Important illnesses to watch for in young chicks
With weak immune systems, newborn chicks are susceptible to illness. You will want to watch closely for signs your chicks may be sick or becoming sick so you can provide them with treatment and relief promptly.
Be on the lookout for these common concerns:
If chicks get too hot, are overcrowded, don’t get enough fresh air, or find the light too bright, they may begin pecking at the features of the other chicks in the flock.
If the birds aren’t moving away from the lamp to escape the heat and the brooder is well ventilated with adequate space, try sprinkling some green grass clippings in the brooder and dimming the light a bit. If they are still pecking, consult your veterinarian for advice.
Chicks that are shipped long distances often undergo temperature changes or other stresses that can cause fecal matter to get stuck in the chick’s vent, preventing it from excreting its waste. This will kill the chick if it is left untreated.
To treat this condition, check each chick and swab its vent with a cotton swab dipped in warm water or warm vegetable oil, smearing a little extra oil around the vent area. Continue to check every few days until you are sure they show no signs of pasty butt.
This is a serious illness caused by a parasite or protozoa called coccidia, occurring most commonly in growing chicks over 3 weeks of age. Without treatment, infected birds will die within a matter of days.
Symptoms include birds that are pale, droopy, tend to huddle, have diarrhea or bloody droppings or go off feed and water. It is imperative to segregate sick birds immediately to prevent further spread of the disease because coccidiosis is spread from feces of infected birds.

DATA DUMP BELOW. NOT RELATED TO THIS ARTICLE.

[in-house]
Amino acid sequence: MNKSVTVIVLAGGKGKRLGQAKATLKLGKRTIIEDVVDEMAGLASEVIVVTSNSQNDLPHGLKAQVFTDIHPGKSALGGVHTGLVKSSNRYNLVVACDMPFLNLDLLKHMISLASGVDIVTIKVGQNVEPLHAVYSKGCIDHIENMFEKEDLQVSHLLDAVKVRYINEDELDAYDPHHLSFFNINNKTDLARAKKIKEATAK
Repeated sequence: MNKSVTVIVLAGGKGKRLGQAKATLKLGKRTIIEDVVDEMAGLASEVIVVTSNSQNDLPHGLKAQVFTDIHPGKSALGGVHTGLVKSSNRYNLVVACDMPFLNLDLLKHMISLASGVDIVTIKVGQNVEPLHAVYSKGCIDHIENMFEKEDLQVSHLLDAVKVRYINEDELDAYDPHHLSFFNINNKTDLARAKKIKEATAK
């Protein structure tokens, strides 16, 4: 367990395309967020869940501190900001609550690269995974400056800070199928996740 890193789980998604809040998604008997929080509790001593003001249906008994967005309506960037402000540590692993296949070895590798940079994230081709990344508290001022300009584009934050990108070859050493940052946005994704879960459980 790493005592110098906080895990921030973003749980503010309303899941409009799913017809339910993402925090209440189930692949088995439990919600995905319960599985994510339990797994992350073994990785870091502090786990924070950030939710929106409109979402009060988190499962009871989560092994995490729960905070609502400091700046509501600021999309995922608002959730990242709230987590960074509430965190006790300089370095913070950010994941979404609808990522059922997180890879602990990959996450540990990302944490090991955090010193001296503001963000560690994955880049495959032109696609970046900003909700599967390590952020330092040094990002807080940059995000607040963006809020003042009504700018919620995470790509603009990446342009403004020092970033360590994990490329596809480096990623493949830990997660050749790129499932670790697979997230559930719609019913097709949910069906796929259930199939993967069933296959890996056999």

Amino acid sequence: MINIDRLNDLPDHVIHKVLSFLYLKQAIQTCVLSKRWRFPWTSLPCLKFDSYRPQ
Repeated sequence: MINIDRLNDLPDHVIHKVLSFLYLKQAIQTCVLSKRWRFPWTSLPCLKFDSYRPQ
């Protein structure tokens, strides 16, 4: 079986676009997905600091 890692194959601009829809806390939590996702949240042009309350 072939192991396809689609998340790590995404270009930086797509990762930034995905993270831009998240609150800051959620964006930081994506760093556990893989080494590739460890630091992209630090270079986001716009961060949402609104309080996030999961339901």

To help prevent coccidiosis, especially in warm weather when coccidia thrive, sanitation and prevention of cross-contamination between flocks are critical. You may also consider feeding a medicated starter feed concentrate.
To treat the disease, call your veterinarian who can confirm that your chicks suffer from coccidiosis and prescribe an anticoccidial.
Although salmonella does not usually make chicks sick, it does cause serious illness in humans. It is important to always practice good sanitation when caring for your chickens. Remove your shoes and other soiled clothing outside of the house and wash your hands thoroughly with soap and warm water. Be careful not to let children under the age of five come into contact with live birds, as salmonellosis is more serious in young children. Leave your food and beverages outside the brooder and clean all supplies outdoors to prevent bringing pathogens in your home.
With this base knowledge on signs your chicks may be ill, you can be proactive in treating and relieving your birds of distress. Want to keep learning? Find more information on chick care and nutrition.
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